In hard formations (dolomite - limestone - quartzitic sandstone or even volcanics) the matrix is often of low to very low porosity and of extremely low permeability. Such formations are only considered as potential producers when fractures and fissures drain the hydrocarbons to the well producers when fractures and fissures drain the hydrocarbons to the well bore. It is therefore extremely important to detect the presence of fractures, and several logging tools are able to give a good and reliable information about the location and even the orientation of those fractures. The combination Dual Laterolog-Microspherical log is one of the fracture indicators used nowadays. When analysing the process of mud or mud filtrate invasion in a fractured reservoir and observing the effect on the resistivity logs it was discovered that the Dual Laterolog itself was a fracture indicator and that the difference in conductivity between the two measurements deep and shallow was a function of the volume of hydrocarbon displaced from the fracture system during the invasion process. It allows to compute a lower limit of the fracture porosity-the technique has been successfully applied in various formations and examples are presented.


During the past 10 years numerous papers have been written on fracture detection. They describe how the various logging tools are affected by the presence of fractures and how they detect the fractured zones.

  • Resistivity tools have a particular behaviour in front of fractureformations-specially the microresistivity devices.

  • The porosity tools such as the Formation Density and the Compensated Neutron porosity will be affected by the fractures. The correction curve of the Formation Density Log is considered as an indicator as well as the caliper of this tool.

  • The Sonic Log in highly fractured zones could give cycle skips as a result of very weak signal.

  • The Variable Density log will show perturbed sonic waves which can be attributed to the presence of fracture planes.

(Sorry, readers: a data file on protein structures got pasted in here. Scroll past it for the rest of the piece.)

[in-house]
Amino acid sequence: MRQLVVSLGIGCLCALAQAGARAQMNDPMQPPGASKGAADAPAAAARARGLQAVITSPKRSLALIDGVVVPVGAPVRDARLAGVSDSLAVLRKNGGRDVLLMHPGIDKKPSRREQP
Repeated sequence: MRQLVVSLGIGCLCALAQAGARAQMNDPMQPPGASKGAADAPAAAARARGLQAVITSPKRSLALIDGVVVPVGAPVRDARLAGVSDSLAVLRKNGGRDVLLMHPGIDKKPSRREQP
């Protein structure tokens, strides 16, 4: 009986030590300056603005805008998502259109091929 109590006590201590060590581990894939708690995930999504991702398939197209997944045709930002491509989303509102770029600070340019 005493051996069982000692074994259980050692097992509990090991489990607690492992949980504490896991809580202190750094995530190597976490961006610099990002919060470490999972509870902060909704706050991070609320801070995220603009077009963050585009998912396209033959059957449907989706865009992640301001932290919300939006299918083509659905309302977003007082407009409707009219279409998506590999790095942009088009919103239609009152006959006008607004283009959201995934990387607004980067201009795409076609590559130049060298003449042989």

• The Dipmeter tool will provide a rather interesting Fracture Identification Log (FIL) an even the strike of the fracture system could be estimated.

  • The Gamma Ray or the Natural Gamma Ray Spectroscopy tool could show abnormal high radioactivity levels explained by deposition of Uranium salts in the fractures.

  • The Pe Curve of the Lithodensity tool can be an excellent fracture indicator in wells drilled with baryte mud as a result of the large photoelectric cross-section of the barium contained in the mud weighting material.

  • Finally Temperature and Flowmeter surveys run during injectibility tests can prove the presence of fractured zones.

Computer programs have been written to analyse the responses of the various fracture indicators and a fracture probability index is computed.

Figure 1 shows an example of the most attractive fracture indicator, the FIL. Fractures are indicated by overlaying the 4 resistivity curves of the dipmeter but are also detected when observing their effect on the rotation of the tool.

Figure 2 is an example of detection of fractures using the Pe curve of the Lithodensity Log.

On Figure 3 a "Geothermal Global" regroups the various fracture indicators and a GLOBAL * evaluation in a Geothermal well.

All these techniques however only allow the detection of fractures and fissures and in fact most of the fracture indicators mentioned above will reflect the abnormal rugosity of the well bore as a result of the presence of weak points in the rock. In addition if only fractures crossing the well bore are "seen" fissures and fractures induced by the drilling will also be detected. Even if a "fracture density" or a "fracture probability index" can be evaluated none of the fracture indicators give a quantitative value of the "Fracture Porosity". An attempt is made to quantify the secondary Porosity Index" (SPI computed at the end of the Coriband processing. It corresponds to the difference between the Coriband final porosity, computed from the Formation Density and the Compensated Neutron Porosity and the Sonic Porosity derived from the Sonic travel time assuming a matrix travel time corresponding to the average matrix density of the Coriband. Such Secondary Porosity Index included the porosity not seen by the Sonic Log, mainly the fractures and the vugs. This Porosity index is subject to borehole effect and could be affected by matrix evaluation problems in very complex lithology. problems in very complex lithology.

The Dual Laterlog - Microspherically Focused Log

Since 1973 one of the most effective techniques to detect open fractures in hard formations was to overlay the recently introduced Dual Laterlog with the Microlaterlog or the Proximity Log. Sharp and erratic variations of the Microresistivity readings were interpreted as fractures. On the other hand when the microdevice pad is passing in front of tight formations, the microresistivity curve pad is passing in front of tight formations, the microresistivity curve overlays the deep and shallow laterlogs. Later on the Microspherically Focused log was combined with the Dual Laterlog providing the more appealing quick-look presentation we use now.

However a closer look at Dual Laterlog - Microspherical log combination run in various hydrocarbon bearing fractured hard rock reservoirs around the world would reveal that, often, large separations are observed between the two laterlog readings in front of the "fractured zones as detected by the behaviour of the micro-device.

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